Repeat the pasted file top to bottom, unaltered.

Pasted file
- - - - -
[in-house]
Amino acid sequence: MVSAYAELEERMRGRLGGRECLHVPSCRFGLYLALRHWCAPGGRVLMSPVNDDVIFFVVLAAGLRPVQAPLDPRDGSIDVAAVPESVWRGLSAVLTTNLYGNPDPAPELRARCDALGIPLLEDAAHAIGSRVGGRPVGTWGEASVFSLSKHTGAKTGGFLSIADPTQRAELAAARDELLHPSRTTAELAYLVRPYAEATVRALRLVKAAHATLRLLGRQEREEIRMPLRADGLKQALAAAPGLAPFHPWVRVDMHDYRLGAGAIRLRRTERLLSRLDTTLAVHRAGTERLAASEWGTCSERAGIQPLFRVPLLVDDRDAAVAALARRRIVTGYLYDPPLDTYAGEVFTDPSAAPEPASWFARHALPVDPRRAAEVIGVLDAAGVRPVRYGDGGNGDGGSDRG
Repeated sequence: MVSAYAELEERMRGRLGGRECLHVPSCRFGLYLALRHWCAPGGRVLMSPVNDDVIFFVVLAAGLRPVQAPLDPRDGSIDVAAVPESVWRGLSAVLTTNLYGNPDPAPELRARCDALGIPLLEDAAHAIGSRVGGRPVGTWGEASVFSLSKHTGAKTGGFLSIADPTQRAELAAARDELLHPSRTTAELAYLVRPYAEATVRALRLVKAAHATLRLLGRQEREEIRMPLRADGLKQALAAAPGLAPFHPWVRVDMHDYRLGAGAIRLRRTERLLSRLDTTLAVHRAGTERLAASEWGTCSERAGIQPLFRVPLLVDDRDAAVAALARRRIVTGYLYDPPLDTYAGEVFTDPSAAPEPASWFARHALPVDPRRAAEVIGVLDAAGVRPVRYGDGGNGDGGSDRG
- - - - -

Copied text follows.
[in-house]
Amino acid sequence: MVSAYAELEERMRGRLGGRECLHVPSCRFGLYLALRHWCAPGGRVLMSPVNDDVIFFVVLAAGLRPVQAPLDPRDGSIDVAAVPESVWRGLSAVLTTNLYGNPDPAPELRARCDALGIPLLEDAAHAIGSRVGGRPVGTWGEASVFSLSKHTGAKTGGFLSIADPTQRAELAAARDELLHPSRTTAELAYLVRPYAEATVRALRLVKAAHATLRLLGRQEREEIRMPLRADGLKQALAAAPGLAPFHPWVRVDMHDYRLGAGAIRLRRTERLLSRLDTTLAVHRAGTERLAASEWGTCSERAGIQPLFRVPLLVDDRDAAVAALARRRIVTGYLYDPPLDTYAGEVFTDPSAAPEPASWFARHALPVDPRRAAEVIGVLDAAGVRPVRYGDGGNGDGGSDRG
Repeated sequence: MVSAYAELEERMRGRLGGRECLHVPSCRFGLYLALRHWCAPGGRVLMSPVNDDVIFFVVLAAGLRPVQAPLDPRDGSIDVAAVPESVWRGLSAVLTTNLYGNPDPAPELRARCDALGIPLLEDAAHAIGSRVGGRPVGTWGEASVFSLSKHTGAKTGGFLSIADPTQRAELAAARDELLHPSRTTAELAYLVRPYAEATVRALRLVKAAHATLRLLGRQEREEIRMPLRADGLKQALAAAPGLAPFHPWVRVDMHDYRLGAGAIRLRRTERLLSRLDTTLAVHRAGTERLAASEWGTCSERAGIQPLFRVPLLVDDRDAAVAALARRRIVTGYLYDPPLDTYAGEVFTDPSAAPEPASWFARHALPVDPRRAAEVIGVLDAAGVRPVRYGDGGNGDGGSDRG